While home prices are still at lofty levels, boxing out a plethora of would-be buyers, some the lowest mortgage interest rates in years are catalyzing a surge in refinance activity.
After reaching an 18-year low at the end of 2018, refinance lending has nearly doubled over the past three quarters, according to Black Knight. In the third quarter of this year, refinance volume climbed 132% annually to its highest level in nearly three years.
Cash-out refinances were buoyed 24% since the last quarter of 2018, composing more than 50% of all refinances. Homeowners withdrew a total of $36 billion in home equity, the highest amount in nearly 12 years.
What’s interesting is that such withdrawals occurred although the tappable equity, or amount available to borrowers while still retaining 20% equity in the home, dropped slightly, down 1% from the all-time high in the second quarter.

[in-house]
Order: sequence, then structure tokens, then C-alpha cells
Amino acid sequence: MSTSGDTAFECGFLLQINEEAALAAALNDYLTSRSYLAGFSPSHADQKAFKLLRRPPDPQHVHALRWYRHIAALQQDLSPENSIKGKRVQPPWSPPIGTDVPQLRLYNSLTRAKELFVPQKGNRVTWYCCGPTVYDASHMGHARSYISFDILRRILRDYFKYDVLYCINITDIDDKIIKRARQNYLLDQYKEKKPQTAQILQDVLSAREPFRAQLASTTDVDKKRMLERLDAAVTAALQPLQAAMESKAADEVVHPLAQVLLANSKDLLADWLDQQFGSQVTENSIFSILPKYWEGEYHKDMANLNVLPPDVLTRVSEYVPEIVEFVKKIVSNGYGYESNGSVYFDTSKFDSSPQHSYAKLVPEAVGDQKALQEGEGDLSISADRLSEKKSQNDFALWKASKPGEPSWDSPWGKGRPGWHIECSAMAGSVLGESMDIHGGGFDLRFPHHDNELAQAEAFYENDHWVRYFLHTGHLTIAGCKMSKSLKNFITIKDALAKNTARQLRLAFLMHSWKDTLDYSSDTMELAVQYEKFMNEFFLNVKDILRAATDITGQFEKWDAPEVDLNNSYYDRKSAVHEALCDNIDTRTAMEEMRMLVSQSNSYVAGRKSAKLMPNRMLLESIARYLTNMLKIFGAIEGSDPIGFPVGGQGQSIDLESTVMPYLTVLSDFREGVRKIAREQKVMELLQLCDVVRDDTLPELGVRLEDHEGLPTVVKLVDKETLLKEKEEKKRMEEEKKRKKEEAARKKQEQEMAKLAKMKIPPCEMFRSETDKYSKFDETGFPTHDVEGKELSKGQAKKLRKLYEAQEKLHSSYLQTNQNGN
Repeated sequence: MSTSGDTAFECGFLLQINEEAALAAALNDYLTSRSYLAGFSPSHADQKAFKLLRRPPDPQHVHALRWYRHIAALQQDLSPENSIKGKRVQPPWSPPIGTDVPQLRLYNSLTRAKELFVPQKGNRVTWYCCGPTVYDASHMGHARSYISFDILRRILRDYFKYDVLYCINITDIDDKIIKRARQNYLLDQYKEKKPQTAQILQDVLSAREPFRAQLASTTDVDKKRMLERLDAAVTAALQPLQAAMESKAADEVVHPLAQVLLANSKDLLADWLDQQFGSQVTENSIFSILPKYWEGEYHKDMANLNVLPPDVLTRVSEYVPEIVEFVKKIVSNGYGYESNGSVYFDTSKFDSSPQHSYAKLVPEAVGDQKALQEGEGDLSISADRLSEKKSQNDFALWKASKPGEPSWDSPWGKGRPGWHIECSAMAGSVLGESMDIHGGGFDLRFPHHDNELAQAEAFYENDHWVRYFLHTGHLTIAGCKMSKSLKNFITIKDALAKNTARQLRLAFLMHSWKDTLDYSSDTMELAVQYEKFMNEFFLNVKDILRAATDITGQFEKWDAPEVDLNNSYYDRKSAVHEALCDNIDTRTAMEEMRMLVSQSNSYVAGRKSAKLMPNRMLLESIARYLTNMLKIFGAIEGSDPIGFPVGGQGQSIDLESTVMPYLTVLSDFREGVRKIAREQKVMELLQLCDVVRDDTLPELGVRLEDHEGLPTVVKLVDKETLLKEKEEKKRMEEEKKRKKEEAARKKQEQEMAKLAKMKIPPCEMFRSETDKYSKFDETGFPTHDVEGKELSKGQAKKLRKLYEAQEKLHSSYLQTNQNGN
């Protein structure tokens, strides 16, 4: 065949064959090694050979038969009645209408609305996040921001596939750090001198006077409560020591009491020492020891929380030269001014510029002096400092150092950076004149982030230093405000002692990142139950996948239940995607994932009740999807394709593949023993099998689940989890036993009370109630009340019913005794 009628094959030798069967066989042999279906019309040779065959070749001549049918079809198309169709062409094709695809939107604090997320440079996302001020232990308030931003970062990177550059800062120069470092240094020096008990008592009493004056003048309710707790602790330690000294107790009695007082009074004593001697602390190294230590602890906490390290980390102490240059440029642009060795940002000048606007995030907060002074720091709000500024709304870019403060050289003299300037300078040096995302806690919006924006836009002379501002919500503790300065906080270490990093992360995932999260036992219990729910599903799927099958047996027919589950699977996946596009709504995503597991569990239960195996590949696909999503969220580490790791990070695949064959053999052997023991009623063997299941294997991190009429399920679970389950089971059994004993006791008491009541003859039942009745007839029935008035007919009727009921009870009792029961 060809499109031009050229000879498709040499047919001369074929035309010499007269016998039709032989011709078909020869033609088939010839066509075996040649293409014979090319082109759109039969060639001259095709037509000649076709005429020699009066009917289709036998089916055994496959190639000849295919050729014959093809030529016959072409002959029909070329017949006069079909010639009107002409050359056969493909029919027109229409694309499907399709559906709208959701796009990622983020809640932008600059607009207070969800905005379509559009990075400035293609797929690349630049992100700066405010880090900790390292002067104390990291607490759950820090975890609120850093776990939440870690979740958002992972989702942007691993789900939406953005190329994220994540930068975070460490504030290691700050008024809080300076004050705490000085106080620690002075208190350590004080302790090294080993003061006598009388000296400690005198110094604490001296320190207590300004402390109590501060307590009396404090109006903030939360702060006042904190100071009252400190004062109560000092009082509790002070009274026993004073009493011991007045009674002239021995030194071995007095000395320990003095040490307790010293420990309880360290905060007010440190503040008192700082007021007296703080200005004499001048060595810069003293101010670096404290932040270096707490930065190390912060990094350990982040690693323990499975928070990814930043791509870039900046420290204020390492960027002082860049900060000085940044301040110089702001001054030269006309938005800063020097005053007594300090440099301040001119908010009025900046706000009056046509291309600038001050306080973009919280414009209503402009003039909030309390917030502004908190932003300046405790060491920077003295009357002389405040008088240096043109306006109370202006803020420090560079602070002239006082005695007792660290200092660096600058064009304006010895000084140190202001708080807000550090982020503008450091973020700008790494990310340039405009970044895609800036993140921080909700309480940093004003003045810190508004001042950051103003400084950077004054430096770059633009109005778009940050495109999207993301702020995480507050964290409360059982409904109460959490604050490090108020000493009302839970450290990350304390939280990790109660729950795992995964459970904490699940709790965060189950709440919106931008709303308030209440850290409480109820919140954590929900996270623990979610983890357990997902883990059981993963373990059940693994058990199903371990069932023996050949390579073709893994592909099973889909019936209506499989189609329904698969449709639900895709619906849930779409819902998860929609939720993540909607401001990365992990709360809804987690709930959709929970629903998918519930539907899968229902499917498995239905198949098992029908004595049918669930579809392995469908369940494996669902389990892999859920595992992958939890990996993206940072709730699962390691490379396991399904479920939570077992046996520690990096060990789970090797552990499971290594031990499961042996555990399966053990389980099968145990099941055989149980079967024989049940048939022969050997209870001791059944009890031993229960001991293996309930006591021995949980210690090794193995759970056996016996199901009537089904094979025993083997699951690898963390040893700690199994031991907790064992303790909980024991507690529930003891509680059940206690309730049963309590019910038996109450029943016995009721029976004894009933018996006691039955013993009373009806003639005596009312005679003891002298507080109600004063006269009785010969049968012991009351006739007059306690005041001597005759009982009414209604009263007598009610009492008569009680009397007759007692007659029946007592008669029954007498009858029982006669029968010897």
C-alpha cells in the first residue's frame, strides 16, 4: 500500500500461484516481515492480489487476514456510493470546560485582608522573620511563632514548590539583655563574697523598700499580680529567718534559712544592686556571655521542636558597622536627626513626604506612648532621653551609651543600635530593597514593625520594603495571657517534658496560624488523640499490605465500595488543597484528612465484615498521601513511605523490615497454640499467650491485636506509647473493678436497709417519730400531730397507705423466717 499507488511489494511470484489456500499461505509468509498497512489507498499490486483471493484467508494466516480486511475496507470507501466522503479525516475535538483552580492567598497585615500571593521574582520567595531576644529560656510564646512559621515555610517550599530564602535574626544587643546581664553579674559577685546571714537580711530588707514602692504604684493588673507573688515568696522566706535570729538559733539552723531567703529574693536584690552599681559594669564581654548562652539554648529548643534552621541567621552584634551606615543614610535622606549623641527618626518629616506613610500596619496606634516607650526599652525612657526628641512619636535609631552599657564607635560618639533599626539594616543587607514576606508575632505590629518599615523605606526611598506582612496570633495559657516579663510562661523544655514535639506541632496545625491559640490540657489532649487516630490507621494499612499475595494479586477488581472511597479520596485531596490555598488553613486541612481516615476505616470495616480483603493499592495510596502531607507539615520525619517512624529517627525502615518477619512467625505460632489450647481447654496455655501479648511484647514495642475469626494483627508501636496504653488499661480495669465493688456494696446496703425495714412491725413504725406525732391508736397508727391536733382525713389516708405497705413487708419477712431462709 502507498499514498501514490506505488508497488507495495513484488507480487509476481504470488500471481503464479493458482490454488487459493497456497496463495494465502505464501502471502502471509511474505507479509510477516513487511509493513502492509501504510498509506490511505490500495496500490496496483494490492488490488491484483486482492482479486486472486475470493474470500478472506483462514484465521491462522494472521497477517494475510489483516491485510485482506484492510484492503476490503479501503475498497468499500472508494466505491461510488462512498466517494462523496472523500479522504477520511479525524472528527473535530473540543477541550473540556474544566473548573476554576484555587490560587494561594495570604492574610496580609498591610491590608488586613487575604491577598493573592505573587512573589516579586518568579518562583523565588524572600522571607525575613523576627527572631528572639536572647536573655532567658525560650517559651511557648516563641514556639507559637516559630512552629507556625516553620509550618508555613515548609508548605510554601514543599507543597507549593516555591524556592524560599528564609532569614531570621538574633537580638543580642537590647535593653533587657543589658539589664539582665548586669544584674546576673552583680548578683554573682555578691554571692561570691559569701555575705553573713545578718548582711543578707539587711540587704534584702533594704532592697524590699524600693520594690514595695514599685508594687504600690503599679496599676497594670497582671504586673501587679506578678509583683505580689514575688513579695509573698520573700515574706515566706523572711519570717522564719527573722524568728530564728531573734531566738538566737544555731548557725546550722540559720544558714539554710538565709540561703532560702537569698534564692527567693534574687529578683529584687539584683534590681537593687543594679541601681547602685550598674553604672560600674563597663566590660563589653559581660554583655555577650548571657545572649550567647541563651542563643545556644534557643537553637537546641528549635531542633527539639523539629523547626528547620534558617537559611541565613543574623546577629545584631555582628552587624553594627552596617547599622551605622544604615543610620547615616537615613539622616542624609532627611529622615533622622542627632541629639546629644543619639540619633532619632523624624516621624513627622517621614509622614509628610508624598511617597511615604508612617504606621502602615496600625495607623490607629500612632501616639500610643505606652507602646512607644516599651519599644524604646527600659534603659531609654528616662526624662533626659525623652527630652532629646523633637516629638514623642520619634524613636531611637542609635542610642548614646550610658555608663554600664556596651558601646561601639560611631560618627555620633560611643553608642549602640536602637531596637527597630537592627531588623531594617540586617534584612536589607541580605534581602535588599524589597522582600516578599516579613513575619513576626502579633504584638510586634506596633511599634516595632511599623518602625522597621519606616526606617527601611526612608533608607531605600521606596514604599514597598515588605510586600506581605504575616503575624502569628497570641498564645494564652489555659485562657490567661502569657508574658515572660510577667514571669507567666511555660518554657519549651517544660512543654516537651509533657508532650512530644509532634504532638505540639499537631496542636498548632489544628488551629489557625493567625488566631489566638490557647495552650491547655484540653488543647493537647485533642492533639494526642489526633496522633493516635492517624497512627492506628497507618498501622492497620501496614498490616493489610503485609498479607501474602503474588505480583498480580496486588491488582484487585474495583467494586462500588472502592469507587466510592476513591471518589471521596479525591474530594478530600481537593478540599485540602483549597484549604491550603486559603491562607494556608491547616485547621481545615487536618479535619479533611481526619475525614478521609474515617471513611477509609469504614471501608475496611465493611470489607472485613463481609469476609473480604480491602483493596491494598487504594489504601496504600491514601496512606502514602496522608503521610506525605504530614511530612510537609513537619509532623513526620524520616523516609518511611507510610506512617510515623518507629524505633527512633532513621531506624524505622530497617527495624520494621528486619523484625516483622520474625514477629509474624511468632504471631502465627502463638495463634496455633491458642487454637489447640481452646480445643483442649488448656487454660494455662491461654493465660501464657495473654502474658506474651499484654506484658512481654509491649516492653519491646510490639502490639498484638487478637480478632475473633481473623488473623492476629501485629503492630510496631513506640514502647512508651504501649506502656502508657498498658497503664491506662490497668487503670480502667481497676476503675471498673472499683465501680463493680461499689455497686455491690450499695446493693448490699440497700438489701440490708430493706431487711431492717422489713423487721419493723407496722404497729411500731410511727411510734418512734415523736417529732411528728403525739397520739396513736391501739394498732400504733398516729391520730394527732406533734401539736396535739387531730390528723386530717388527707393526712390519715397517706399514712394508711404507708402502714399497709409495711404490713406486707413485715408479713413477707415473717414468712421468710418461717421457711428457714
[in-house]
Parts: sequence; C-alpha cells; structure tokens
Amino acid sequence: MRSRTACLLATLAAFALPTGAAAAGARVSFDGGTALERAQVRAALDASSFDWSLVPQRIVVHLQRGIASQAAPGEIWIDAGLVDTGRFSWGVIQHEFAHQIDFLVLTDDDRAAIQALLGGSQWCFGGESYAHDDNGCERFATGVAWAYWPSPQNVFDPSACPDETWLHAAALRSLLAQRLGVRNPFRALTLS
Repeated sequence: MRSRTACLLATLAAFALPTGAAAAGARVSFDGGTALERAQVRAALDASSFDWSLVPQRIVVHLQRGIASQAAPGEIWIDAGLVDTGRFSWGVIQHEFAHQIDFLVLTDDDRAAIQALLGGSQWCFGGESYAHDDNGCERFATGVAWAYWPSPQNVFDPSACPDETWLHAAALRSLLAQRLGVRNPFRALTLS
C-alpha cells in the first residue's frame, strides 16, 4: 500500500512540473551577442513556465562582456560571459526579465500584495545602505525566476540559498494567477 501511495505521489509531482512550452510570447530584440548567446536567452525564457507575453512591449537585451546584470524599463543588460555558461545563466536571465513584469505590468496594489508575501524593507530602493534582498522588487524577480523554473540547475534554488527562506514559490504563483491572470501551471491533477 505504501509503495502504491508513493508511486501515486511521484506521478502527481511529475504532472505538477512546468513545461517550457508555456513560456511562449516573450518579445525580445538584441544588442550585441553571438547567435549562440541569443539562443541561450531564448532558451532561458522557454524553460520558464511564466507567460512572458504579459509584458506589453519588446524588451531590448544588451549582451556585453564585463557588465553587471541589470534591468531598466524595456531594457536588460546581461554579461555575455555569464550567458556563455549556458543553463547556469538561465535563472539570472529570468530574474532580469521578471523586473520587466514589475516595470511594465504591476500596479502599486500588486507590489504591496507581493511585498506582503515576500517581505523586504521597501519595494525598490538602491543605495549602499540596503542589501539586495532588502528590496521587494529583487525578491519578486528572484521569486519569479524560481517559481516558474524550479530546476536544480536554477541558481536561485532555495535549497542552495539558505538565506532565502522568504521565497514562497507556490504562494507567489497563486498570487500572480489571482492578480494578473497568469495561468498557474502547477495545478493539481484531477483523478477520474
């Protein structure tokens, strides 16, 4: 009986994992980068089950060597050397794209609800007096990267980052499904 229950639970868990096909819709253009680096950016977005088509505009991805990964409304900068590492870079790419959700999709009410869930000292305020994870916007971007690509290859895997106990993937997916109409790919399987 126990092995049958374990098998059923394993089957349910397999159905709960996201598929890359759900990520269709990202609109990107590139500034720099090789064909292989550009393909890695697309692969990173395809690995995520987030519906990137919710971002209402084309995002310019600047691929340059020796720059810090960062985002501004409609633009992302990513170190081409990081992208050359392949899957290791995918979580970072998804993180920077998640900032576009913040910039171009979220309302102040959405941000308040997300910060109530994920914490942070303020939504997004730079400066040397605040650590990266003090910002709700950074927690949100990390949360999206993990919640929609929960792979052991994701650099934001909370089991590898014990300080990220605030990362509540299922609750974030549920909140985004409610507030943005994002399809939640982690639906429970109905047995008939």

“Given that tappable equity continues to grow – $6.2 trillion as of Q3 2019 – and the continued headwinds facing the HELOC (home equity line of credit) market, this is a segment lenders and servicers may likely focus on in coming months,” said Ben Graboske, president of Black Knight Data and Analytics. “Any upward movement in rates would likely only drive the cash-out share of lending higher.”
Recent borrowers, who generated their mortgages in 2018, and whose newer loans had much higher balances, with interest rates that were about a full percentage point higher then than they are today, comprised a growing share of refinances this year. These new borrowers accounted for 20% in the first two quarters of this year, but then quickly popped to constitute one third of refinance originations in the third quarter.
Borrowers last year had pre-refinance loan balances of, on average, $380,000, and early-2019 loans had balances of $560,000.
For investors interested in housing ETFs, the SPDR S&P Homebuilders ETF (NYSEArca: XHB), up 40.56% year-to-date, is among 2019’s best-performing non-leveraged ETFs.
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